As ground breaks this week on the long awaited outdoor skatepark at Art Gibbon Park in Rosemont, students at the neighbouring school are preparing to be skateboard ambassadors.
The Nelson and District Youth Centre combined efforts with Rosemont Elementary School and using funds of $2,000, purchased skateboards and helmets for a five-week after school camp exposing children to the skill and culture of skateboarding.
“With the development of the outdoor skatepark, we talked about how to introduce and encourage the sport,” said Christine Schmidt.
The youth centre manager approached Rosemont school principal Kathy Speirs who was more than happy to provide gym space after school hours. Speirs sees her students learning how to skateboard respectfully and safely so they will be able to show others coming to use the Rosemont park how it’s done.
“These kids are going to be able to be mini-ambassadors,” she said.
Schmidt wholeheartedly agrees.
“It’s going to build their skills so when it comes time to use the park, they will feel comfortable and can be leaders there,” she said.
The earthworks portion of construction on the skatepark began Tuesday with storm sewer work underway. Next, dump trucks will start to roll in and out of Art Gibbon Park near the end of the month.
The all-wheel park being developed will give kids in the Rosemont community something constructive to do after school in the neighbourhood. This boarding workshop is just the beginning of keeping kids close to home.
“It’s fantastic to see these kids with something to do after school,” said Speirs. “It’s active. It’s fun and the mentorship is fantastic. It’s just part of building the overall person.”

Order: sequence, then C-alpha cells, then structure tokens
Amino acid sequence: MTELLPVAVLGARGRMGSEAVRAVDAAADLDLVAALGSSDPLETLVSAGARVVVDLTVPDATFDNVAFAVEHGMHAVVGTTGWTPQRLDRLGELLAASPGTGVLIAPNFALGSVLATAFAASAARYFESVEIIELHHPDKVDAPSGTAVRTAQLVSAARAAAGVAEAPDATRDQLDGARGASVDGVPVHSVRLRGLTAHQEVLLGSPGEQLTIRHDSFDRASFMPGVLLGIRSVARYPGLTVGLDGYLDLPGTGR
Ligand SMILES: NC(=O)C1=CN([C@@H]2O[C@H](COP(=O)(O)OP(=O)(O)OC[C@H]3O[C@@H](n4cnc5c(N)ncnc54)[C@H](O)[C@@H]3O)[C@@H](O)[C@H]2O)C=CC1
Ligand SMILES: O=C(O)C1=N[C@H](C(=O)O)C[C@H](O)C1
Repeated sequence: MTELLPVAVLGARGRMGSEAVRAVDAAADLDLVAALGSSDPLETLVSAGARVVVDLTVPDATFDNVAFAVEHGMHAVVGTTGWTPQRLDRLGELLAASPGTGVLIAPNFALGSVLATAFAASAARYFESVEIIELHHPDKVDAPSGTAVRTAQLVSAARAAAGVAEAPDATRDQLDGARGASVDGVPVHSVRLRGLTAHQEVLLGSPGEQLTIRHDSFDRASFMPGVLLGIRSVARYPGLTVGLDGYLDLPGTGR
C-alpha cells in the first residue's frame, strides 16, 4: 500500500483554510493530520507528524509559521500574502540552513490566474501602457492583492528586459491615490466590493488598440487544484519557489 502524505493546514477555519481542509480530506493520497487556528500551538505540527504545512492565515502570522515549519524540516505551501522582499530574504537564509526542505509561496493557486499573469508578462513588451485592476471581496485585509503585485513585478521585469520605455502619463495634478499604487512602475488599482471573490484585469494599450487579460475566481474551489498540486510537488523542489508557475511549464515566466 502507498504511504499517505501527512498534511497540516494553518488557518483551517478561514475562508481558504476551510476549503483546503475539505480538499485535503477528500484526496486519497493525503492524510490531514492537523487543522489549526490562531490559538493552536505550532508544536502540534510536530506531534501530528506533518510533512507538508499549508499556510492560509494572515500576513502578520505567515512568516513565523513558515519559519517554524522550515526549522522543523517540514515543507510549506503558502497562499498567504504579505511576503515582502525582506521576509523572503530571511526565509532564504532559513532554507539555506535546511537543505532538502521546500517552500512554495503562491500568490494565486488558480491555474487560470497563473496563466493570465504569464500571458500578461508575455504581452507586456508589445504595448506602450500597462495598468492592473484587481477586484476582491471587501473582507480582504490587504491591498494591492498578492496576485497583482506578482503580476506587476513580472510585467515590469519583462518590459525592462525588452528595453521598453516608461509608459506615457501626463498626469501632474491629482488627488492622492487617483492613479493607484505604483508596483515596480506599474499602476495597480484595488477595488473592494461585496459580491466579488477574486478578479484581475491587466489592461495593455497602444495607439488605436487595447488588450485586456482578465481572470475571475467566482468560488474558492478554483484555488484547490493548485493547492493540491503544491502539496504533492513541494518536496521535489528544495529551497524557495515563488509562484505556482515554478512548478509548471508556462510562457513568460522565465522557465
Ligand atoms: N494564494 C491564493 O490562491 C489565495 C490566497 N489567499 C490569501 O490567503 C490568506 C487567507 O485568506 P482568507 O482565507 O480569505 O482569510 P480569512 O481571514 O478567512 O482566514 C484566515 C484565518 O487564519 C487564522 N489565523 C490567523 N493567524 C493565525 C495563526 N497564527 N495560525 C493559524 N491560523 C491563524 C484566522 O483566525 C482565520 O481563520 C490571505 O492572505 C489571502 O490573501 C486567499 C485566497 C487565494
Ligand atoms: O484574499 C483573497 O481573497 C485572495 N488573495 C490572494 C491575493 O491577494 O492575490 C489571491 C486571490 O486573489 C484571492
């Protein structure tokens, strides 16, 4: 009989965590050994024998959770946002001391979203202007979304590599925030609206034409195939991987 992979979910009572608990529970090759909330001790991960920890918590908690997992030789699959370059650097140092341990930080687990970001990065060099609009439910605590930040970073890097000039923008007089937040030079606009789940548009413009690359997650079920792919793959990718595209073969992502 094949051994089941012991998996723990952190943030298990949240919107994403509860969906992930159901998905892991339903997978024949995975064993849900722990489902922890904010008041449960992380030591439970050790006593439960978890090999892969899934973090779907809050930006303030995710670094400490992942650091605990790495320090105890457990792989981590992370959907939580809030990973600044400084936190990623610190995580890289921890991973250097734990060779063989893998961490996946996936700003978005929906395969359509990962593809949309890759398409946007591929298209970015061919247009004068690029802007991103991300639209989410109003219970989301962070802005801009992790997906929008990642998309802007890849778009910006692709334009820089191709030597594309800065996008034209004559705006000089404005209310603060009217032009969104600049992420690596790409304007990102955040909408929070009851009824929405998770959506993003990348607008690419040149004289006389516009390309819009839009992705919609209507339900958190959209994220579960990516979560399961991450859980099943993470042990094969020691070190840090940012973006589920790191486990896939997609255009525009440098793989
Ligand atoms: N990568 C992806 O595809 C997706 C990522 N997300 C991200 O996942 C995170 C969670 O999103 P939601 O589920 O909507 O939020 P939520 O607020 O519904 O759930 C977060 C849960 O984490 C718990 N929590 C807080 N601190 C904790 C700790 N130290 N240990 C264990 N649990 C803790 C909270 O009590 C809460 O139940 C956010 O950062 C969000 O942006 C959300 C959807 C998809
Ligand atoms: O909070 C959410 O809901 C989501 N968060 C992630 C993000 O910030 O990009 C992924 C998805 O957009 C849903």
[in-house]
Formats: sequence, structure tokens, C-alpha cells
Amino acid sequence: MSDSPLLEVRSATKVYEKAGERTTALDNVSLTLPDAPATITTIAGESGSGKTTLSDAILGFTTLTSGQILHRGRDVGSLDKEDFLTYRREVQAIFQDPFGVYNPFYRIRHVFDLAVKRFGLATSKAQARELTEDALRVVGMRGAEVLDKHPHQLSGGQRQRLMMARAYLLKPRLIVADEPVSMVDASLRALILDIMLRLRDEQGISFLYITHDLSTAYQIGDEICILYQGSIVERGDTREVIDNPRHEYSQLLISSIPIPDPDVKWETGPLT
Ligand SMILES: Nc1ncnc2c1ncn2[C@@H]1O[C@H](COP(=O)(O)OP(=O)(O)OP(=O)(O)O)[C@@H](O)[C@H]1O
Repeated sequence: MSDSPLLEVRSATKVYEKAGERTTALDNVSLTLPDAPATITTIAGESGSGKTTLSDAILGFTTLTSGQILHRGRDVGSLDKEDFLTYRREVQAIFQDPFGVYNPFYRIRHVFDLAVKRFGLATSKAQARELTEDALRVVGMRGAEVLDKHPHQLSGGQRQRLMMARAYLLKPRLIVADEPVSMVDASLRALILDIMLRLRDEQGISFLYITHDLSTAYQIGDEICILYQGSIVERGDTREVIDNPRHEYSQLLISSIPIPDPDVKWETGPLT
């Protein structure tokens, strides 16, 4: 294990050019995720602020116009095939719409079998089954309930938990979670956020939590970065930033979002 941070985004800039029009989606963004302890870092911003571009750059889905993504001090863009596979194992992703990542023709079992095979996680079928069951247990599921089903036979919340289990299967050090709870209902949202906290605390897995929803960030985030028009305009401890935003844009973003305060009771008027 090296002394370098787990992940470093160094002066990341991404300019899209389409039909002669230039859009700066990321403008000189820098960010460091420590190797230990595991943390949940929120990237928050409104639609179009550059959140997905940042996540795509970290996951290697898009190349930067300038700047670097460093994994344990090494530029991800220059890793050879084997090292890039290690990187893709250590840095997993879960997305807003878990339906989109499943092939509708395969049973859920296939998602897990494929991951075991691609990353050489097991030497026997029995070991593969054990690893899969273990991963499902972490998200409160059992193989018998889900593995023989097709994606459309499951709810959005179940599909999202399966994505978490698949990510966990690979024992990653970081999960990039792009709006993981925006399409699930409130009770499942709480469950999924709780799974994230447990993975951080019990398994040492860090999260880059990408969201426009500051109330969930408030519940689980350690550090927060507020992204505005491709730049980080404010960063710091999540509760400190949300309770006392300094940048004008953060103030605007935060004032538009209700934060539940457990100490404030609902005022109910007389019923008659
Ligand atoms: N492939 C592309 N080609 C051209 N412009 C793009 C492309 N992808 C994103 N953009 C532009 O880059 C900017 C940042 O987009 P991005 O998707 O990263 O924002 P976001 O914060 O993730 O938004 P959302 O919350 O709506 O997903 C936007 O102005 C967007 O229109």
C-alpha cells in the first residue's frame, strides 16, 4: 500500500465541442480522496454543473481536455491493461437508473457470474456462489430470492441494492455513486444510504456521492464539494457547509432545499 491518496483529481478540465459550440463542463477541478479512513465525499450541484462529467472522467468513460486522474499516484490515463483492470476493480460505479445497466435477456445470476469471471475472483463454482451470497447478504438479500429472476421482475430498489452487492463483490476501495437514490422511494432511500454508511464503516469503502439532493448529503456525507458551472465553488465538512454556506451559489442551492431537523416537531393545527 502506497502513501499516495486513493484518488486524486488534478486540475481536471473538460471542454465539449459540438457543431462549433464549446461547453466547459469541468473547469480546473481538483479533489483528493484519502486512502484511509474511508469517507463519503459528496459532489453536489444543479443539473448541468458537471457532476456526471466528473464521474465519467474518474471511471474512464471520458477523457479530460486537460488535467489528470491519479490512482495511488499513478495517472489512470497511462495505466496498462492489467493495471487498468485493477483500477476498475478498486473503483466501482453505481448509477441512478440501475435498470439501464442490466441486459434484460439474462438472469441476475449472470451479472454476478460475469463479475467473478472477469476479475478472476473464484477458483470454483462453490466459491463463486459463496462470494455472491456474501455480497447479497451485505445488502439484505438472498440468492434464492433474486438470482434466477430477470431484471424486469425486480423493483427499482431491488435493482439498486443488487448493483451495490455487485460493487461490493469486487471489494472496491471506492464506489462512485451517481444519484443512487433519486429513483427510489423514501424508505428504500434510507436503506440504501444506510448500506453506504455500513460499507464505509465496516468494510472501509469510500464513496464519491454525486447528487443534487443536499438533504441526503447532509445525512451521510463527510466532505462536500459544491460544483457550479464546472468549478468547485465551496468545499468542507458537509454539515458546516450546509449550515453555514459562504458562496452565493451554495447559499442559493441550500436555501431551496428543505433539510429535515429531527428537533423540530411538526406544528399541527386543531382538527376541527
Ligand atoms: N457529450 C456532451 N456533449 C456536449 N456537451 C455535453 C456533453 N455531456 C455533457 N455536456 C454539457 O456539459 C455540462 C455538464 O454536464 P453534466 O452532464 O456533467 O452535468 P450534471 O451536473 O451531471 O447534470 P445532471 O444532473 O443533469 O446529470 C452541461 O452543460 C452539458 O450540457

Retired professional snowboarder Dave Cashen has been instrumental in the success of the initiative. Speirs sees him as an incredible role model and “a hit with the kids.”
“To see him where he is now being followed by 10 rug rats, he’s just enjoying himself,” she said. “I am just so glad he’s here.”
New to Nelson last fall, Cashen brings a depth of experience and is used to having kids look up to him. He takes this role seriously.
“It’s important growing up to have positive influences in your life,” he said. “If there is something I can offer to children, especially if it’s something I have a passion for, it’s awesome.”
Cashen enjoyed watching the boys and girls of varying ages learn the sport. Many of them had never stepped on a board before.
“I helped them learn the basics from balancing to pushing to turning,” he said. “From the first day to the last day was phenomenal, just to see them progress and have fun. They all seemed to laugh and have a good time.”
Learning proper technique on the board will keep kids safe as they continue in the sport, Cashen said.
There were enough funds to purchase boards and helmets so 10 kids could try their hand at the sport. Teaching that boards and helmets go together was also important.
“There’s nothing uncool about it. Everyone’s got one on,” said Schmidt.
The Rosemont students started rolling around the gym in May and everyone hopes to get the after school group going again in September, possibly with more gear allowing for more participation.
Money to purchase skateboards and helmets came from the Local Sport Program Development Fund grant provided by the Province of BC and viaSport.